Carnival of Maryland 37

Once again, I’m pleased to play host to the Carnival of Maryland, now well into its second year and going strong. The submissions this time were quite diverse and covered a number of subjects – I enjoyed reading them in order to compile this post and so should you.

Having the Independence Day holiday fall between Carnivals allowed me to make a look back with 6 Things To Consider and Steven Atkinson’s post on July 4th – not the most recent edition but the much more important one which occurred on July 4, 1776.

The history doesn’t stop there, though. Usually we have Maryland bloggers who expound about whichever subjects they wish, but in this case it’s a blogger of unknown origin who talks about a Maryland-related subject. This time it’s a site called Executed Today, and while Jason’s site sounds like it would be on the macabre side, Four For Abraham Lincoln’s Assassination is a fascinating read for Maryland history buffs – oh heck, you don’t have to be that parochial to enjoy it.

I’ll move the timeline up a little bit more with a post from Clark’s Picks taking a look at the life of a crooner of a bygone era – but you might be surprised at what two things entertainer Cliff Edwards claims the most fame with.

Of course, there are those who wish to create their own view of history past, present, and future in worlds we have yet to know. While they may seem a little on the odd side, that segment of society has plenty of money to spend and Randomonium author Cayusa discusses that side as well in May The Force Be With Us. Come to think of it, Baltimore would be a pretty good place for them to gather.

I’ll stay on the subject of fantasy a little longer because C of M regular (and benevolent headmaster) Attila has his idea for a new movie poster called Nino: First Blood Part 2 at Pillage Idiot. While Attila’s no PhotoShop maven, the idea comes across just fine and it also serves as a nice segue for me to look at the politics of the present day, a frequent subject in Maryland’s blogosphere.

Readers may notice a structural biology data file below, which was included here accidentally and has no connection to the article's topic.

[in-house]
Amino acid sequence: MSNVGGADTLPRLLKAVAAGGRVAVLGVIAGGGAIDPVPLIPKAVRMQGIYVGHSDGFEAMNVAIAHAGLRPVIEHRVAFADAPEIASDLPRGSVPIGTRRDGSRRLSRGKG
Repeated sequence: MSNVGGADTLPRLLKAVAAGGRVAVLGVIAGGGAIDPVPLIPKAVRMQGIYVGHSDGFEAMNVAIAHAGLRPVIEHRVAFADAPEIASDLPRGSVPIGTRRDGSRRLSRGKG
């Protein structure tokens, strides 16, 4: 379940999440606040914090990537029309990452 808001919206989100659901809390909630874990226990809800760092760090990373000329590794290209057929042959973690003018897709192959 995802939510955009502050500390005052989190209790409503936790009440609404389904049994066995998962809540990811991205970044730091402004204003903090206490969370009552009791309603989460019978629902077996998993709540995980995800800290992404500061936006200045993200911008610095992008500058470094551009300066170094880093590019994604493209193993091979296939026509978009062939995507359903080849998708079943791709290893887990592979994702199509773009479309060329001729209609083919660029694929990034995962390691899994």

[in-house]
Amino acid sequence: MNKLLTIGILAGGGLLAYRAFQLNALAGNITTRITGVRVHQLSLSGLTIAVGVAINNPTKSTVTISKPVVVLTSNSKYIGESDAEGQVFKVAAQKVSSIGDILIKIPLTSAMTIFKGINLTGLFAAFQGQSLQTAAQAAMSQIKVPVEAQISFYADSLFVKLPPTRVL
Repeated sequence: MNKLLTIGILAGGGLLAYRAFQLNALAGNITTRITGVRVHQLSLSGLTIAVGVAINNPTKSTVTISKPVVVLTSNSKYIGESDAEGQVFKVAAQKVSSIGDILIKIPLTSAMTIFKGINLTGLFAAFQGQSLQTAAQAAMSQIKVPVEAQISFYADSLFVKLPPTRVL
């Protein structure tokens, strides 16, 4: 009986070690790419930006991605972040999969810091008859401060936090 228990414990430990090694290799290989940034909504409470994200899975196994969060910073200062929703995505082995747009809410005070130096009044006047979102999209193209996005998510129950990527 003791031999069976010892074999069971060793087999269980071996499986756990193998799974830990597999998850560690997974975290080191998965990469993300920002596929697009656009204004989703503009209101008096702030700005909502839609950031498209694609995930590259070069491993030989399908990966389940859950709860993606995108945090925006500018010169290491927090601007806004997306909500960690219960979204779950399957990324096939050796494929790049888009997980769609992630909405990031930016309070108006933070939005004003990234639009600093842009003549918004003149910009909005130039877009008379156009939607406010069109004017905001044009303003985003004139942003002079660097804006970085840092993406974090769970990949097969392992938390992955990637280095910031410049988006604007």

A year ago, the conventional wisdom thought that the war in Iraq (part of what I call the Long War) would be the dominant issue in Campaign 2008. It always comes back to pocketbook issues, though, and this year all of us have seen that which was in our wallet now being handed over to those who extract black gold from the earth. On his site Annapolis Politics, Brian Gill distills a semester’s worth of Oil Economics 101 into a treatise appropriately named The Economics of Oil. The also suitably-named Mike’s Nether Land (hosted by Mike Netherland, naturally) also broaches the topic and ties it in to a local Congressional race with his post Dependence on Foreign Oil?

You can also have a second helping of Mike’s thoughts as he bids to direct the national Republican Party with Saving The Party, Part I. (Being a member of said party, I’m interested in where he goes with parts two, three, and so forth.)

Zinzindor shifts the political focus inward to the Free State most of us call home with what you could term an appropriately-timed post. (Usually after the post-July 4th summer clearance, the next big retail push is the “back to school” sales commencing in mid-July.) For a lot of parents, now is also the time tuition bills come due and his Leviathan Montgomery post on our state’s current tuition freeze takes a hard look at who really benefits.